French food may look good on a plate, but no cuisine in the world can beat the flavors of Cuba. Its food is as diverse as its culture, with hints of Spanish, African, and other Caribbean influences. Yet, it manages to toe that delicate line between flavorful and downright intense.
All the best places to eat in Miami are bound to have the following Cuban recipes on their menu.
Ropa vieja is considered the national dish of Cuba to this very day, but it was invented in Spain. While its popularity has waned in Europe in the past 50 years, it has been adopted by many countries and taken in as their own by the Cubans.
Oddly translating to ‘old clothes’ in English, this hearty stew owes its flavors to:
- Shredded and pulled beef, pork, or chicken.
- Bean broth
- Bell peppers
- Bay leaves
Yuca con Mojo
Yuca con Mojo is the Cuban equivalent of a holiday staple. You’ll always see it on a Latin American table around Thanksgiving, Christmas, and any other holiday. This Cuban recipe doubles as a side dish and appetizer, depending on the occasion.
This dish is easy to make and delicious in small portions due to its high glucose content. It’s usually fried or boiled and consists of:
- Yuca (fresh or frozen)
- Garlic and onion for the sauce.
- Pork rinds (optional)
Picadillo a la Habanera
Picadillo translates to ‘ground meat’ in English. Have you ever had ground beef? Have you ever had ground beef a la Habanera? Picadillo a la Habanera is perhaps the best kind of mincemeat dish there is, not just in Latin America, but the whole region combined.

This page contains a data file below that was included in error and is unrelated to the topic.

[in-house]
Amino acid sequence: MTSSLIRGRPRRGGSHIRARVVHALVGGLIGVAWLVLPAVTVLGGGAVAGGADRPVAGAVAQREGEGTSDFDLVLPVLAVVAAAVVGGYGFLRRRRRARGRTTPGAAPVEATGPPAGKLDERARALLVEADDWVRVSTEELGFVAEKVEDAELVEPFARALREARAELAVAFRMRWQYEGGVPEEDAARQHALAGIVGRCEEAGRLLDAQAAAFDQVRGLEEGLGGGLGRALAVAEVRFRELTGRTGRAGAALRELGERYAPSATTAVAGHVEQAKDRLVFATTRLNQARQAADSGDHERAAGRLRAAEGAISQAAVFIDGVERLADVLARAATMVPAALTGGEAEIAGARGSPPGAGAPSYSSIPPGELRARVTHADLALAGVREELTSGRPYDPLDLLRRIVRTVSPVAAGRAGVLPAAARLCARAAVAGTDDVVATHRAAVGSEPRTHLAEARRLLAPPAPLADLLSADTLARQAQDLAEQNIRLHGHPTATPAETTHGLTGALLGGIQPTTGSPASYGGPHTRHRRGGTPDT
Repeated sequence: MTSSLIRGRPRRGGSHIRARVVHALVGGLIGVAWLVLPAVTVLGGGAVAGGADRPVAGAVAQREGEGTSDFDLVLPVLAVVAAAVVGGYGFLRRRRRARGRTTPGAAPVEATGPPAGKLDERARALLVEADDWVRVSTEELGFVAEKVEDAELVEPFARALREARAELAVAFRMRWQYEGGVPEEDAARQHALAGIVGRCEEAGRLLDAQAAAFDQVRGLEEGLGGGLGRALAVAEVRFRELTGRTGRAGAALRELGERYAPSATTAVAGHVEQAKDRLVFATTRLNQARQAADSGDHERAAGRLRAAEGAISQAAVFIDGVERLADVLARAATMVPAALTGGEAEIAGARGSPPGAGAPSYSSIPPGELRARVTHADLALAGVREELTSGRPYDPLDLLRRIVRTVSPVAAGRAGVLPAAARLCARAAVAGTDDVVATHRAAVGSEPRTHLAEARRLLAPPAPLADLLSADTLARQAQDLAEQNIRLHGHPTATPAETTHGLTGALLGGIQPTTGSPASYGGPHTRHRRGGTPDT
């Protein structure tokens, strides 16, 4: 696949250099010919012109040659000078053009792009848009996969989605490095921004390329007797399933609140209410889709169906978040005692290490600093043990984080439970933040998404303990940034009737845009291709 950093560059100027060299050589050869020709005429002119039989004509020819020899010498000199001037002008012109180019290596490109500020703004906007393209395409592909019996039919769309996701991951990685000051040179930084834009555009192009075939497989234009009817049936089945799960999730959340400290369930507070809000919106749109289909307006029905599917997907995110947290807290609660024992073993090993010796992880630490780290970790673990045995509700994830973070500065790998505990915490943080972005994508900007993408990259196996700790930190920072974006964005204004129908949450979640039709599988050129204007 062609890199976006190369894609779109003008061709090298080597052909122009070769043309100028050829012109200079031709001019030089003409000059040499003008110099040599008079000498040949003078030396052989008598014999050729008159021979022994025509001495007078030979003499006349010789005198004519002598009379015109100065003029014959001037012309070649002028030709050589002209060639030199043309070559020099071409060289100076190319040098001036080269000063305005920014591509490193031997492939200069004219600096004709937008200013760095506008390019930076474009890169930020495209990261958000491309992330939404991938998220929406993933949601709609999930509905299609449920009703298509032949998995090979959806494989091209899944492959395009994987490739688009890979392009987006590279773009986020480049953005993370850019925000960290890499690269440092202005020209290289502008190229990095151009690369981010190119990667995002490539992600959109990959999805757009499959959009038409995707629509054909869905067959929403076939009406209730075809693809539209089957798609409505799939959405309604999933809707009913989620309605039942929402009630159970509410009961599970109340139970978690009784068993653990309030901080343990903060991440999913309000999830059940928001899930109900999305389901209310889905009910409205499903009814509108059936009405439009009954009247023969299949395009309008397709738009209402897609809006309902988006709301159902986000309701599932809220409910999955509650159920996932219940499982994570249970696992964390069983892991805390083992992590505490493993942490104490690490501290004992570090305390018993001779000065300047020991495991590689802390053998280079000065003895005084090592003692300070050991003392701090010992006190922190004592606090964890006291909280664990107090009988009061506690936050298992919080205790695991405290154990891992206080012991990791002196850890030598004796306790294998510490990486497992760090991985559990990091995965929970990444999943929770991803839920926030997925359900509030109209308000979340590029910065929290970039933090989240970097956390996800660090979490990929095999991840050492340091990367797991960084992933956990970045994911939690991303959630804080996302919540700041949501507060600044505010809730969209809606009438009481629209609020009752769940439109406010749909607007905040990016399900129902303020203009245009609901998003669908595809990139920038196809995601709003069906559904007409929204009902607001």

The picadillo doesn’t always have to be beef. If you’re averse to the protein, there are plenty of places in Miami where the star of the dish isn’t beef, but pork, turkey, or chicken mince served with rice, sweet potatoes, and beans.
Many Latin American countries put an authentic twist on the same recipes, and Cuba is no exception. Tamales are so famous they’ve become mainstream food here in the US. This dish is corn-based and has gone through several changes over the years.
You can even consider tamales a collection of dishes rather than just one dish because it’ll taste different in every Cuban restaurant. The recipe’s flavors range from sweet to seasoned, whereas its texture depends on the cooking method.
Arroz Con Pollo
Arroz Amarillo Con Pollo means ‘yellow rice with chicken,’ and it really is as simple as it sounds. Since it’s found in so many textures, you’ll likely find it soggy in place and dry in another, and they’ll both be equally authentic.
This yellow rice and chicken dish doesn’t always consist of chicken thighs, seasoning, onion, bell peppers, garlic, chicken broth, tomato sauce, rice, peas, and oregano because the standards are so fluid.
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